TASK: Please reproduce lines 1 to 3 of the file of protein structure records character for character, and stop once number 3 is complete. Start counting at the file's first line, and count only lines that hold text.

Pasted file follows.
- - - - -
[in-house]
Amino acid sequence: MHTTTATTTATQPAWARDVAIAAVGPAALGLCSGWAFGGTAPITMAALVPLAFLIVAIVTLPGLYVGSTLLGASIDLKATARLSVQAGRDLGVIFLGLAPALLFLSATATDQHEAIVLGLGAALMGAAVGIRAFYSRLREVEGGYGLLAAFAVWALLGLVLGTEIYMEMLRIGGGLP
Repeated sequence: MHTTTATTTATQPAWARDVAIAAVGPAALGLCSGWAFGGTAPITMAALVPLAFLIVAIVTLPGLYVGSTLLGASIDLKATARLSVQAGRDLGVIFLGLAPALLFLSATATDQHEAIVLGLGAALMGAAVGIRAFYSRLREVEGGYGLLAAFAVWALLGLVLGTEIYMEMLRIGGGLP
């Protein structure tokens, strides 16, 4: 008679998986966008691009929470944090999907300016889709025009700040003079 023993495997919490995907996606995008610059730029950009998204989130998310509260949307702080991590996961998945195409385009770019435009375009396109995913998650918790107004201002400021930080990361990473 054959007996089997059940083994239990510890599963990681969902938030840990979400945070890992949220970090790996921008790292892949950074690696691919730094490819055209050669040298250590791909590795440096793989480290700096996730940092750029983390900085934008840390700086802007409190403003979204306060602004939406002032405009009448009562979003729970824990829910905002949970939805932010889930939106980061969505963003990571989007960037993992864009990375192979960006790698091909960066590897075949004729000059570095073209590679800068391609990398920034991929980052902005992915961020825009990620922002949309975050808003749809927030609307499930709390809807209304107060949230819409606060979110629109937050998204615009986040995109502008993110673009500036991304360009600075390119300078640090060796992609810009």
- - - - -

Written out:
[in-house]
Amino acid sequence: MHTTTATTTATQPAWARDVAIAAVGPAALGLCSGWAFGGTAPITMAALVPLAFLIVAIVTLPGLYVGSTLLGASIDLKATARLSVQAGRDLGVIFLGLAPALLFLSATATDQHEAIVLGLGAALMGAAVGIRAFYSRLREVEGGYGLLAAFAVWALLGLVLGTEIYMEMLRIGGGLP
Repeated sequence: MHTTTATTTATQPAWARDVAIAAVGPAALGLCSGWAFGGTAPITMAALVPLAFLIVAIVTLPGLYVGSTLLGASIDLKATARLSVQAGRDLGVIFLGLAPALLFLSATATDQHEAIVLGLGAALMGAAVGIRAFYSRLREVEGGYGLLAAFAVWALLGLVLGTEIYMEMLRIGGGLP